There is precious little sympathy, you will note, in this report, for the real victims of this farce - the thousands of voters who were affected by the grossly incompetent organisation of election day in Broken Barnet.

Mr Heath has some helpful suggestions for the Referendum. Check stuff. Have a system. Have a robust system, that sort of thing. 

Thank God , then, for this report, as clearly no one at Barnet could have thought of anything like that, without being prodded with a red hot poker- or paying a consultant to do the thinking for them.

And after the Referendum: the Returning Officer should then have a bit of a think about how to do things better. Again: very useful, thank you.

And at last, in conclusion, a deeply moving final paragraph, from our friend from Southampton. Mrs Angry found herself dabbing at her tear stained cheeks, after reading this: partly in pain, due to the gratingly awful lack of grammatical fluency, but of course ultimately in a paroxysm of joy, in realising something rather wonderful had come out of such an almighty fuck-up:

By definition, I have been asked to look at something that went very wrong. There was much that I saw read and heard that was good. I was particularly aware that the senior officers were very aware that something very serious had gone wrong and as a result fundamental review and change (neither of which would necessarily be easy or comfortable) was required. That is a positive step, and I wish them well on that journey.

It doesn't really matter, does it, that so many residents of Broken Barnet were disenfranchised and inconvenienced, due to 'the events of 5th May', and all those annoying 'issues'? 

Just so long as your handsomely paid senior officers, so deeply traumatised by those events, are now aware that 'something very serious' went wrong, and - yes, they have thereby taken a teeny, teetering, positive step on ... please excuse me ... a 'journey'.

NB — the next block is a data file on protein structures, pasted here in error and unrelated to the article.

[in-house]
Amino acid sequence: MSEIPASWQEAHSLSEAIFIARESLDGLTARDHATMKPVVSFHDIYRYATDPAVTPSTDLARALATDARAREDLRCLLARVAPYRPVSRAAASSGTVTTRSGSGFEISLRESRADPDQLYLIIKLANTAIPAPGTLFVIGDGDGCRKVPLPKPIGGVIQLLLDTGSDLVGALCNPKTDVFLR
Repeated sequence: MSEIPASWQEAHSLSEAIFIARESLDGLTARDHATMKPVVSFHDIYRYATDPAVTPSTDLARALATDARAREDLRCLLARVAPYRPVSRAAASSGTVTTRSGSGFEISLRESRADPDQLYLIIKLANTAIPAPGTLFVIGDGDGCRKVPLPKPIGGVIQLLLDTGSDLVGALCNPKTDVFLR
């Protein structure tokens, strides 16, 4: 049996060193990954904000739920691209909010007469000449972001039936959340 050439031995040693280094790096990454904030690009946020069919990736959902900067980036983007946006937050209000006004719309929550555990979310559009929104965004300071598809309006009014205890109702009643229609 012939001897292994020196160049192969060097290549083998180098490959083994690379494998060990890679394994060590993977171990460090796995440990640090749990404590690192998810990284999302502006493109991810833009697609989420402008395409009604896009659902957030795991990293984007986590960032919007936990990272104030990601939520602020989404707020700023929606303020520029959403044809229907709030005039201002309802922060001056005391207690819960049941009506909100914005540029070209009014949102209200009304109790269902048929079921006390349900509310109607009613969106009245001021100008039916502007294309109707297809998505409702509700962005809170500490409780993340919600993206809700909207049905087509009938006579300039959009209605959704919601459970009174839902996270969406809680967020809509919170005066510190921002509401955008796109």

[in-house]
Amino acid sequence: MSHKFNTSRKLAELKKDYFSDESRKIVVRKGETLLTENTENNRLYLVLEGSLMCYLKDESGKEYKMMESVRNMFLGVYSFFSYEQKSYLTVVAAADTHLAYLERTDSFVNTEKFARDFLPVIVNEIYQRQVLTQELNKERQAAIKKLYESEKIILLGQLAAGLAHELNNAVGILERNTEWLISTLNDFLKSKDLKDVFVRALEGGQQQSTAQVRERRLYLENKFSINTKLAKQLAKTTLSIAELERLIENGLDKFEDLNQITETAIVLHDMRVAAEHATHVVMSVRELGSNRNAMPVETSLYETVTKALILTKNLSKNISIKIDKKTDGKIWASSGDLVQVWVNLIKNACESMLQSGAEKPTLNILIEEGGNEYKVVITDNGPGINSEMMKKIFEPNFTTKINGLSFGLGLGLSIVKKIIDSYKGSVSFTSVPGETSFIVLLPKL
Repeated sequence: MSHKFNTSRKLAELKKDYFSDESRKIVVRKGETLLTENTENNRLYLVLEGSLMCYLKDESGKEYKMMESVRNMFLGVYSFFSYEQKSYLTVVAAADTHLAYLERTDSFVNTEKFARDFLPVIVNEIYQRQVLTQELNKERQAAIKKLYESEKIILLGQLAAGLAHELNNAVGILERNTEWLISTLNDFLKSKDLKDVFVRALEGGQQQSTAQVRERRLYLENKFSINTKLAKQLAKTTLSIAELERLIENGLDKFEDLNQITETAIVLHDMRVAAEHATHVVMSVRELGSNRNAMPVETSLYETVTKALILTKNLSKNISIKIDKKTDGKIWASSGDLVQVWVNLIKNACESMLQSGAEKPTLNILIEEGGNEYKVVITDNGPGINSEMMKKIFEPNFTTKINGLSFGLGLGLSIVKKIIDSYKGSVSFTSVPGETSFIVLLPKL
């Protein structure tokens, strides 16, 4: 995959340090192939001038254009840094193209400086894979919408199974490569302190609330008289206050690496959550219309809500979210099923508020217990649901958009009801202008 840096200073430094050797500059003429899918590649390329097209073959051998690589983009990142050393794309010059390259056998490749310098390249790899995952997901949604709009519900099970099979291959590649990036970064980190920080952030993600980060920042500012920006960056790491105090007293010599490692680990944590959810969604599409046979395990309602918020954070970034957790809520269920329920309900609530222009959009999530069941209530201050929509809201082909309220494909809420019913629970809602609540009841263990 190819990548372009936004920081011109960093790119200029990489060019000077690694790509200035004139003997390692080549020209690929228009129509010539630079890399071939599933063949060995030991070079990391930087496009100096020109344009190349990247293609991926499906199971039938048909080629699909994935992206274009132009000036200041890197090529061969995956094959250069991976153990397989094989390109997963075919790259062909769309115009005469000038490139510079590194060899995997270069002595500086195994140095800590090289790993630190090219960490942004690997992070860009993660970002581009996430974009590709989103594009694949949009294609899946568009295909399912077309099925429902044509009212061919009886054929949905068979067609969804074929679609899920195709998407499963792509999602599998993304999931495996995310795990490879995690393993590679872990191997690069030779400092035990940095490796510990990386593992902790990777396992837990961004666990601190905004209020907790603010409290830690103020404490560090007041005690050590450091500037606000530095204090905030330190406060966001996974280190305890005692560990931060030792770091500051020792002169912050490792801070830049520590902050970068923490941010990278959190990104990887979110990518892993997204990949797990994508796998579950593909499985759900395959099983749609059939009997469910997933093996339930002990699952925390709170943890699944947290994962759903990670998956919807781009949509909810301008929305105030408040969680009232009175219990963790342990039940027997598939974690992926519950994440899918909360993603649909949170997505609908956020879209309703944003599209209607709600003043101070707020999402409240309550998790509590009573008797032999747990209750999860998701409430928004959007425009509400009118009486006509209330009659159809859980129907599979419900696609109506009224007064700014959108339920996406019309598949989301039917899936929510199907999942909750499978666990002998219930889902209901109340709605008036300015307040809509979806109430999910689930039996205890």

This is Broken Barnet, and this is how, in the dying days of local government,  we deliver something that, from a safe distance, almost looks like democracy. 

Marvellous, isn't it?


Anonymous said...

Mrs A. I can assure you that the same fiasco is again unfolding before our very eyes, speaking to a friend of mine who was one of those people who was Robbed of her postal vote & given the most crap response! & so to my conversation tonight with the same lady , she has again requested another postal vote & instead recieving a polling card ringing the switch board & explaining that she had requested a postal vote . The operator said the polling card would not be valid! My Lady friend then said But I haven't received my postal vote ? Well looks like she again will lose her right to vote , oh well shouldn't complain it could upset our massively over paid underworked capita chosen ones !

Mrs Angry said...

I strongly recommend, Anon, that your friend make an urgent complaint in regard to her postal vote. Don't bother speaking to the electoral department: email the acting Chief Executive, who is now the Returning Officer. Or get your local councillor to sort this out.

Mrs Angry said...